My favourity paper of the week is: “Agricultural intensification in Brazil and its effects on land-use patterns: an analysis of the 1975–2006 period”

Barretto, A.G., Berndes, G., Sparovek, G., Wirsenius, S. (2013) Agricultural intensification in Brazil and its effects on land use patterns: An analysis of the 1975‐2006 period. Global Change Biology. Abstract.

I guess my choice of this paper is somewhat affected by the fact that our PNAS paper on agricultural intensification in DRC was published also this week and I think that Barretto et al study is a very good piece of empirical evidence to our modelling approach.

The important question: “does agricultural intensification spare land for conservation?”. Remains controversial. Empirical spatially explicit studies such as that published this week in Global Change Biology by Barretto et al. shed light in this area.

One of their main results is that there are two types of dynamics depending whether it is an “agriculturally consolidated” area or agriculture at the forest frontier. Agricultural intensification in the consolidated area will lead to land sparing BUT in the forest frontier it will lead to crop expansion and presumably deforestation.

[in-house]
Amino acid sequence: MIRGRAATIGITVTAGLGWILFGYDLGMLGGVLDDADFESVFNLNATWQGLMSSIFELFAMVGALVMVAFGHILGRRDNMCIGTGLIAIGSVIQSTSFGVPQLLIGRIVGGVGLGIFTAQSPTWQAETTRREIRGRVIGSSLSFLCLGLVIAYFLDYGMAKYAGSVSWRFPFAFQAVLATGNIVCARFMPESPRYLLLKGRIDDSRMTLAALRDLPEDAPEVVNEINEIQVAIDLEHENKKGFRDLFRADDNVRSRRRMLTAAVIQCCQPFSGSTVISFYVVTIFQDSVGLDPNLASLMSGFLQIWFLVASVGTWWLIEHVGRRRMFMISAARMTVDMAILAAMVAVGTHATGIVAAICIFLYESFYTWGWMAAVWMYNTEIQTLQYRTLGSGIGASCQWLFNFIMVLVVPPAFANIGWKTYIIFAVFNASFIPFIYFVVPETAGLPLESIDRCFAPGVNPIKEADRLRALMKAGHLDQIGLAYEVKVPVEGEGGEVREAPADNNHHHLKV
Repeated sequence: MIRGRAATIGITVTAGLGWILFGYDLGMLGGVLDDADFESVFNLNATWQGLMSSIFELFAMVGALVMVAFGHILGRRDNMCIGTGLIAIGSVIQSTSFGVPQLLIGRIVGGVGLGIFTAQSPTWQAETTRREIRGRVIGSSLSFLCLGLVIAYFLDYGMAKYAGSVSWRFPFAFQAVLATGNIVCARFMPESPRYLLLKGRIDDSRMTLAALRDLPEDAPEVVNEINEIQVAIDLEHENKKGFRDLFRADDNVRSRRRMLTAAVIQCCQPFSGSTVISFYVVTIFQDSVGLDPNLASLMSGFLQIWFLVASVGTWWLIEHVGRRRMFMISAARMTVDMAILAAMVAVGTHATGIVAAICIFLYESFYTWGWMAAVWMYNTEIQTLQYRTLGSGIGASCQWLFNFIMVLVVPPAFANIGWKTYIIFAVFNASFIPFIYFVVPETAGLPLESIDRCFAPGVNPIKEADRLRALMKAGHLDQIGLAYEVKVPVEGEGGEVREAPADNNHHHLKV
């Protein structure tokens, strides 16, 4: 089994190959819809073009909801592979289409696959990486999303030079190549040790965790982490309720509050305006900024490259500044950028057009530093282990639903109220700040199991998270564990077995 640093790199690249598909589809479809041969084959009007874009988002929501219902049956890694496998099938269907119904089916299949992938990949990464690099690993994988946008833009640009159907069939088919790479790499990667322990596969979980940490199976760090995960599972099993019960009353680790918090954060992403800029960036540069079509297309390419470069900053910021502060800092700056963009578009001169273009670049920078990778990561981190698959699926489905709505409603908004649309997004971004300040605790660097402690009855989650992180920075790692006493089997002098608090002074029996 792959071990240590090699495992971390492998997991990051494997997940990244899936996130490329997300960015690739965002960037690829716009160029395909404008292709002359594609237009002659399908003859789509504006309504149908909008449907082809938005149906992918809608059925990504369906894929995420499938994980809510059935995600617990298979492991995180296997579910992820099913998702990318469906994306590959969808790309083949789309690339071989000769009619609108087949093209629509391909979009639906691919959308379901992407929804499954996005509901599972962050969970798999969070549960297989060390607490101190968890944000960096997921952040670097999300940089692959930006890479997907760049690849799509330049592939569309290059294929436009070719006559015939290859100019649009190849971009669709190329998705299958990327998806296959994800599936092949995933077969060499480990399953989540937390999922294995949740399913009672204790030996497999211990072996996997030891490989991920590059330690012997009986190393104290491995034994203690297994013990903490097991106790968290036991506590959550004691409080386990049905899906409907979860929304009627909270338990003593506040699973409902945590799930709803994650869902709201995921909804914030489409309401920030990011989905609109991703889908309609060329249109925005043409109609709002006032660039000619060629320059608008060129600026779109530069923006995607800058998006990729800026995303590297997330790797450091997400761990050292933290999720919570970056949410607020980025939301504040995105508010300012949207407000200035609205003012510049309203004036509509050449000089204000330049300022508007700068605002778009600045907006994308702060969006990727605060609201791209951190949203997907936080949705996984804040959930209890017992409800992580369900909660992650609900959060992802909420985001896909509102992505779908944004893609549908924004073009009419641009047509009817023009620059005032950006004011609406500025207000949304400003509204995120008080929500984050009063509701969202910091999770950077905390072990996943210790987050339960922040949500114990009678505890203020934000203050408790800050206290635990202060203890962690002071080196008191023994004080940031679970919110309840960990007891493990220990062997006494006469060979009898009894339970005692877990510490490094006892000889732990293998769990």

The reason behind the dynamics in consolidated areas is that land is scarce and producers need to intensify without the opportunity of expansion. This is not the case in the forest frontier.

Finally, they show that forest land conversion can be countered with adequate policies that protect forests as shown in the Atlantic Forest biome.

Overall a very good paper highly recommended.

My favourite paper of the week is… “Socioeconomic and political trade-offs in biodiversity conservation: a case study of the Cerrado Biodiversity Hotspot, Brazil”

Frederico V. Faleiro and Rafael D. Loyola (2013) Socioeconomic and political trade-offs in biodiversity conservation: a case study of the Cerrado Biodiversity Hotspot, Brazil. Diversity and distributions. 1-11. article.

 

I really enjoyed reading this article this week. Very often we see spatial conservation papers that base their recommendations only on ecological reasons. This is great but may not agree with political will—whose inclusion in this paper is rather innovative—or the opportunity costs of having other land uses in certain areas. This article is a great example of how spatial conservation priorities change when other criteria are incorporated and, interestingly, how it is possible to find areas where conservation can match political will and avoid conflict with other land uses.